Perhaps you heard Steve Inskeep’s interview with NASA administrator Michael Griffin on Morning Edition this morning. Perhaps you also are trying to tease out the logical consequences of this statement he made about climate change:
I have no doubt that … a trend of global warming exists. I am not sure that it is fair to say that it is a problem we must wrestle with. To assume that it is a problem is to assume that the state of Earth’s climate today is the optimal climate, the best climate that we could have or ever have had and that we need to take steps to make sure that it doesn’t change. First of all, I don’t think it’s within the power of human beings to assure that the climate does not change, as millions of years of history have shown. And second of all, I guess I would ask which human beings — where and when — are to be accorded the privilege of deciding that this particular climate that we have right here today, right now is the best climate for all other human beings. I think that’s a rather arrogant position for people to take.
On the one hand, sure, it seems that climate change will most likely be worse for people who currently inhabit the nice climates. Adding a few degrees on average might be really nice for people in North Dakota or Siberia. And why assume change is always bad?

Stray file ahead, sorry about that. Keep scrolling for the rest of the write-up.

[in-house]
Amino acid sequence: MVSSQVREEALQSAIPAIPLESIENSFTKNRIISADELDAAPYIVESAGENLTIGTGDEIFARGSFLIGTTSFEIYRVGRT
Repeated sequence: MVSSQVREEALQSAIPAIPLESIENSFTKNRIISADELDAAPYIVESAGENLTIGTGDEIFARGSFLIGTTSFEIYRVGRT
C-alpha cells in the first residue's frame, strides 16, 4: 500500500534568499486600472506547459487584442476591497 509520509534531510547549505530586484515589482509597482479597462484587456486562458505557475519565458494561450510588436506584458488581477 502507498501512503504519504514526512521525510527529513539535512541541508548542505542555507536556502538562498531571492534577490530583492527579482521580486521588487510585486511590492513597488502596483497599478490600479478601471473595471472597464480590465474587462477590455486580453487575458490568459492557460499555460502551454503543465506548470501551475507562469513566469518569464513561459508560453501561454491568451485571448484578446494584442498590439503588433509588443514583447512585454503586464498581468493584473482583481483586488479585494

On the other hand, I’m not sure this is an argument you can sell in an island nation that’s on a trajectory to being underwater. And irreversible changes seem like a different kind of thing from little temporary fluctuations. If they turn out to be very bad for a significant number of people, you’re kind of stuck.
More broadly, Griffin seems almost to be saying that just because scientists can build understanding of phenomena, you ought not to try to stick them with any of the responsibility for intervening on them.
Griffin argues that NASA is simply authorized to study global climate change, not to battle it. One does have to ask, though, how happy taxpayers should be about the idea of studying scientific questions with real-world relevance (which is what the public seems to prefer funding rather than “basic research”) and then refraining from doing anything to use that knowledge to address the situation.
Of course, as the NASA administrator, Griffin is working within a particular set of political constraints. Trying to draw a line between understanding and acting on that understanding may be a strategy to avoid making waves with an administration that hasn’t been terribly interested in imposing regulation that might slow climate change. Griffin’s refusal to call our likely trajectory a “problem” may be another such strategy.
I wonder if Griffin would be comfortable applying the same line of reasoning — that it would be arrogant to try to intervene to stop an outcome that some (but not all) people might find disagreeable — in response to calls to try to protect the Earth from collisions with big asteroids.
And, is it not an arrogant position to take that we need to build a Moon base? Can’t future generations of American taxpayers cry foul on such a big expenditure of public money that promises to bring no scientific benefit to speak of?
Update: As Steinn explains, choosing not to act on what we know is potentially at least as arrogant a choice. Also, Steinn digs into the climate-y details.